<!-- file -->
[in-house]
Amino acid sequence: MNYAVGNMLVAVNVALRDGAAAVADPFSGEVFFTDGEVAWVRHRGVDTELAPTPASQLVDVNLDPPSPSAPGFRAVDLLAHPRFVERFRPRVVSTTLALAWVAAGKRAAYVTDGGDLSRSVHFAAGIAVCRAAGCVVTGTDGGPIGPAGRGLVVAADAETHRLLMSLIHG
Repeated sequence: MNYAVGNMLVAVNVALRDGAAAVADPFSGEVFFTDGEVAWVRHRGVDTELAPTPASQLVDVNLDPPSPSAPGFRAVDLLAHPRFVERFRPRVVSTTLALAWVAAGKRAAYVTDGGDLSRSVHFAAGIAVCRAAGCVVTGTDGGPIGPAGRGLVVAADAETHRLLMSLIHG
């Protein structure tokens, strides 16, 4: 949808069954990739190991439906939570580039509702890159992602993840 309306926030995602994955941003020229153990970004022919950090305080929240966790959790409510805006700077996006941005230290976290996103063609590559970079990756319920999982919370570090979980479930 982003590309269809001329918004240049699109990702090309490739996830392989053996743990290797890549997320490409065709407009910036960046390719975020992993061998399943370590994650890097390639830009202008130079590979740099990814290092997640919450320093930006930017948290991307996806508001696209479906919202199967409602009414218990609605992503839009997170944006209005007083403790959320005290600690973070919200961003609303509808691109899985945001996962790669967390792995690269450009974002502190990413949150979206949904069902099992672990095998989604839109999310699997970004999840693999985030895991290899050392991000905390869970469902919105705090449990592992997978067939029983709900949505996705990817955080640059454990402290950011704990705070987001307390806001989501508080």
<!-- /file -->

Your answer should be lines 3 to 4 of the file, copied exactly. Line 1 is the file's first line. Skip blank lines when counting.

Repeated sequence: MNYAVGNMLVAVNVALRDGAAAVADPFSGEVFFTDGEVAWVRHRGVDTELAPTPASQLVDVNLDPPSPSAPGFRAVDLLAHPRFVERFRPRVVSTTLALAWVAAGKRAAYVTDGGDLSRSVHFAAGIAVCRAAGCVVTGTDGGPIGPAGRGLVVAADAETHRLLMSLIHG
């Protein structure tokens, strides 16, 4: 949808069954990739190991439906939570580039509702890159992602993840 309306926030995602994955941003020229153990970004022919950090305080929240966790959790409510805006700077996006941005230290976290996103063609590559970079990756319920999982919370570090979980479930 982003590309269809001329918004240049699109990702090309490739996830392989053996743990290797890549997320490409065709407009910036960046390719975020992993061998399943370590994650890097390639830009202008130079590979740099990814290092997640919450320093930006930017948290991307996806508001696209479906919202199967409602009414218990609605992503839009997170944006209005007083403790959320005290600690973070919200961003609303509808691109899985945001996962790669967390792995690269450009974002502190990413949150979206949904069902099992672990095998989604839109999310699997970004999840693999985030895991290899050392991000905390869970469902919105705090449990592992997978067939029983709900949505996705990817955080640059454990402290950011704990705070987001307390806001989501508080």